It has been speculated19,20,21 that electric charges on clusters can also enhance the growth rate of the aerosol population significantly, either due to increased condensation of polar vapours on the charged clusters (increased collision rate) or by making the clusters more stable (decreased evaporation rate). To date, however, the magnitude of this growth enhancement or its dependence on particle size and composition has not been experimentally verified. We compared the GR of particles in otherwise identical experiments but with or without ions present in the chamber. The growth enhancement factor (GEF), defined as the ratio of the GR of the total particle population in a charged run to the GR in the corresponding neutral run, was on average about 3 at the size of 1.5 nm and decreased to about 2 at 2 nm for the sulphuric acid–water system (Fig. 3). The magnitude of the enhancement factor corresponds to that of theoretical predictions on the increase in the collision frequency19,20,21. The addition of ammonia to the chamber decreased the GEF slightly, but for experiments with dimethylamine, the enhancement factor was close to unity at both size ranges. This is mainly because particle formation was heavily dominated by neutral mechanisms25 and because dimethylamine already stabilizes the clusters effectively, therefore leaving no room for additional stabilization by the ions. On the basis of the results we conclude that the importance of the ion-enhancement is probably low in the atmospheric boundary layer, where stabilizing vapours are usually readily available, but it could be significant in very clean environments, for example, in the free troposphere.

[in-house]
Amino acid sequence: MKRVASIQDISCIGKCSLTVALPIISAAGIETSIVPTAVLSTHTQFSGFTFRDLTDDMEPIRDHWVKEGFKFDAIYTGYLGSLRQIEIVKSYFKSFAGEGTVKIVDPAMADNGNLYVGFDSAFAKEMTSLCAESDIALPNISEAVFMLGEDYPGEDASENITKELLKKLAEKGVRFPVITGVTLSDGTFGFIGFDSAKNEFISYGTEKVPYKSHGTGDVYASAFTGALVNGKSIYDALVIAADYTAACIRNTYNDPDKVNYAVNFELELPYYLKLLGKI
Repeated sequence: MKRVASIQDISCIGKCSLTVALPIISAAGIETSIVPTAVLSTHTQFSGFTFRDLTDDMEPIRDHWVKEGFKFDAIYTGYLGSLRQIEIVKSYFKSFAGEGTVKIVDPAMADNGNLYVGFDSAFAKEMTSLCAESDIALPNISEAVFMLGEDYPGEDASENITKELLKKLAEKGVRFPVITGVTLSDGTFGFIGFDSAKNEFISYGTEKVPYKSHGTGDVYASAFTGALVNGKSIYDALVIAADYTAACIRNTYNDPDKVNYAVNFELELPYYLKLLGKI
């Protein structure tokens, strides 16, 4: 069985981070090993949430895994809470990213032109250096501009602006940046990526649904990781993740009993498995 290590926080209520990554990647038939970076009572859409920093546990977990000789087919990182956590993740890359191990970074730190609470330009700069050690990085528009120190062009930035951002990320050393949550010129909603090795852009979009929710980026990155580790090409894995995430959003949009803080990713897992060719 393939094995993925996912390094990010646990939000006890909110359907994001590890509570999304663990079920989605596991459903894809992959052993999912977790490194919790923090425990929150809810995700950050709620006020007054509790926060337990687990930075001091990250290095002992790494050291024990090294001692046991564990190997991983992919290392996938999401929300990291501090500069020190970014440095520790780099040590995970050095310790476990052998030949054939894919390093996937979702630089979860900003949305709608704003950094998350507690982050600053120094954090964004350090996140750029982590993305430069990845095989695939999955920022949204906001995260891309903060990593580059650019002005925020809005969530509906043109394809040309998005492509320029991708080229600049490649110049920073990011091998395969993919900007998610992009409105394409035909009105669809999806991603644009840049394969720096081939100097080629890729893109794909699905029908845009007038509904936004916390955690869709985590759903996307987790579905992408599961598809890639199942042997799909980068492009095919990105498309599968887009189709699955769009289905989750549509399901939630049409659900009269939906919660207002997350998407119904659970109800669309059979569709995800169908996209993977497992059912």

Figure 4 summarizes our experimental findings and places them into a general framework. The overall growth of nano-particles in the system containing sulphuric acid, water, ammonia or amines and ions appears to be governed by sulphuric acid, but the dominant growth mechanism changes from monomer–cluster collisions, resembling the traditional condensation process, to cluster–cluster collisions when sufficient amounts of strongly basic vapours are present. In the region where base compounds have a limited capability to stabilize the sulphur-containing clusters, the growth is enhanced by electric charges in line with theoretical expectations. The charge effect, however, becomes negligible for sizes above ∼3 nm. In the presence of stabilizing vapours, nano-particle growth is faster due to reduced cluster evaporation rate and is further enhanced by collisions of clusters containing sulphuric acid, which are not detected by conventional chemical ionization mass spectrometers that only measure sulphuric acid vapour.